More pivots and platforms for Sei too! He is doing really really well with these. Some cleaning up to do with those back feet on the pivot, but I am blown away with his understanding of the exercise after only 2 days. Those pivots into heel position are especially nice. Just got to decide about the sit vs stand debate for heel, I like the sits for the fronts.


We gave the first 5 exercises a try! I used way more reinforcement than is allowed (and kept it in my hand due to a lack of pockets), but I was just wanting to get a feel for how the flow felt with Sei, and how he felt about switching from exercise to exercise. It went really really well! I pushed ahead to try the position change exercise, even though he was already in a sit (down to sit is a hard transition for him, and we have not practiced it much). He did alright! Needed a hand signal to support the verbal, so some work to do there, but the understanding exists, which is lovely! He nailed the backing up too.

Chance and Dex

No video for these boys today. I did my guys’ video in the morning, and by the afternoon a nasty storm had blown in and made the internet very unstable; not suitable for uploading video on a slow connection!

Dex did some practice on using nose touches to reposition him, and Chance did more muzzle work.



Dog-est August – Training Log – August 20, 2018


Today we worked on our pivot for TEAM. I didn’t have his regular platform, so I had to get creative. This is one of the TEAM exercises that we struggle with the most. Perrin is often delayed in his pivot: I move, then he moves a second later. So today I focused on going back and moving less, and rewarding for a smaller amount of motion. I had some hiccups in inconsistent criteria and pushing the limits a bit, but his pivots at the end of the session were much much better than the ones at the beginning!


I also decided to try some pivots with Sei. He has never any type of pivoting work before, and while he has done front foot targeting, he is scared of metallic noises. I figured that he was going to be quite uncertain about that pot, so I was just planning on shaping a step up onto the pot. In true Sei form, he decided to prove me wrong. He showed no concern at all about the pot, so I thought I would try a little pocket hand, but he found that offensive. When I just let him try for himself, he just started pivoting like a champ. I have no explanation for this, other than he must have learned from watching Perrin. (Also noted: Don’t pet him while working! He doesn’t like that!)

We also worked a little bit on finding front, and finding heel with Perrin’s platform. It is a little long for Sei, but not terrible width wise. We have been shaping the ‘get onto the platform’ behaviour for a few days, and today I decided to try adding in my body positioning. It went pretty well! (Another advantage to a tailed Aussie: you have a built-in ‘straight’ indicator, haha!).  I will have to decide whether I want stands or sits. Perrin definitely works better with stands (sits are a lot of work for him and sap his enthusiasm really quickly), but I think sits may work better for Sei. He does them naturally in fronts, but not in heels. I don’t want an auto sit for Rally Free, but you can give extra cues there to indicate a stand. I’m not sure if I have to use the same position for both front and heel (I know that you have to be consistant within the same exercise), I will have to double check the rules. I have some flexibility here, because TEAM allows for either to make it adaptable to different obedience organizations/types around the world, Perrin is not allowed to compete in obedience here, and I have no plans on doing so with Sei.

We also did some agility/disc training/playing for fun.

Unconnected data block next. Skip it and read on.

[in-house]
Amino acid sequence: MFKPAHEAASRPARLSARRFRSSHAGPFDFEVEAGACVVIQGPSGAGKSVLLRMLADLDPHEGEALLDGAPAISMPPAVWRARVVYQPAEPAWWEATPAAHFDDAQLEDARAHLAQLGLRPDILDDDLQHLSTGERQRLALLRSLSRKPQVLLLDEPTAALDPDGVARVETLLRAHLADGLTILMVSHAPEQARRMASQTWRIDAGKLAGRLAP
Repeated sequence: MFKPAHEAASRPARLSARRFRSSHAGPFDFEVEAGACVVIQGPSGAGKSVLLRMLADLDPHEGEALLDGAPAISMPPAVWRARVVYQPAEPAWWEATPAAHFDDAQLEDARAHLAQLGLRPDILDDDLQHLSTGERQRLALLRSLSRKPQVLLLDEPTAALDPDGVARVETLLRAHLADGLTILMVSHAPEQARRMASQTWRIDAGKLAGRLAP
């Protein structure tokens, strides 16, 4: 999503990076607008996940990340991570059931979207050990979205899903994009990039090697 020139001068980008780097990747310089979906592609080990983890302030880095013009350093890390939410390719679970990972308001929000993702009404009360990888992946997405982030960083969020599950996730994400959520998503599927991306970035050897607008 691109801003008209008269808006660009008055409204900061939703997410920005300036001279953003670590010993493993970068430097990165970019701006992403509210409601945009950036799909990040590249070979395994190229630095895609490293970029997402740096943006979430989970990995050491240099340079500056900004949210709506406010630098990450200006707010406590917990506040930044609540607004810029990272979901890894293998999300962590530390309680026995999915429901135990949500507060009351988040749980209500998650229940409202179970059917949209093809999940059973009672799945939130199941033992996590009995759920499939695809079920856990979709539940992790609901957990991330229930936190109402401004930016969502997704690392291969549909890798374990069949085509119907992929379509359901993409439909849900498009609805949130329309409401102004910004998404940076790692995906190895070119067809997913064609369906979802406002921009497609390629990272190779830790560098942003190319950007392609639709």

More muzzle work! We are still trouble shooting the looking up part. We had some limited success today pairing the chin rest from before with PB, which can be more precisely delivered. He really doesn’t want to tilt his head up though, and I think I am going to watch him in life for a while and see if it is something he does naturally or not.


Dex crashed the muzzle work party, so he got to try too. There was PB, so he was happy. CC the straps was easy when paired with ear scritches!

Dog-est August- Training Log – August 17, 2018

I have not been posting, but we have still been working on things! The video taking, management and editing was just too much. I just wanted to record an absolutely groundbreaking outing that Sei and I had.

Sei struggles greatly to feel comfortable in new places. I decided to try to see how he felt about an empty sports field complex near the farm. No people, no dogs, a road with some noise in the distance, and the sound (but no sight) of children playing in the distance. I hoped that this would be a perfect step up in difficulty from the backroads around the farm. We did about 15 minutes of wandering around and sniffing on a 6ft leash. Sei was in his standard ‘new place nose glued to ground’ mode. Took the odd cookie here and there, but not consistently. Did a bit of the ‘go out to the end of the leash, stare out into the distance and whine’ thing. He eventually started doing really well at keeping the leash loose as we wandered around (I don’t really care about being in the right position in these circumstances, I just don’t want to get dragged around). This was pretty consistant with Sei’s current comfort level in new places.

After 15ish minutes, we went  back to the car and grabbed my longline and some discs. I really didn’t figure he would play, but thought I would confirm it. He likes to prove me wrong if nothing else 😉 He wanted to play! A lot! I even dropped the long line (which definitely makes me nervous, even in fairly safe places like this). We only played for a minute or two because I wanted to make sure to end before he was done. I didn’t intend to take video, so this was taken with my phone stuffed in a tree. The quality reflects that.

Then, THEN, when I just sat down in the grass with the intention of letting him wander and sniff on the longline, he came over and demanded cheese. I figured that if he wanted it as badly as he was indicating, he could probably do a few low level tricks for it. I stood up to move away from the tree, and he starts heeling! Did I mention that we have never worked on heeling? We did a few more things, no planning, because I never expected this. Sei has NEVER wanted to work in a new place before. Not once. And this was high quality stuff! I couldn’t believe it.

These stills, as terrible as the picture quality may be, make my heart happy. Look how happy he is!

Dog-est August - August 17Dog-est August - OpsDog-est August - August 17 - Sei Heelingish2Dog-est August - August 17 - Sei Heelingish5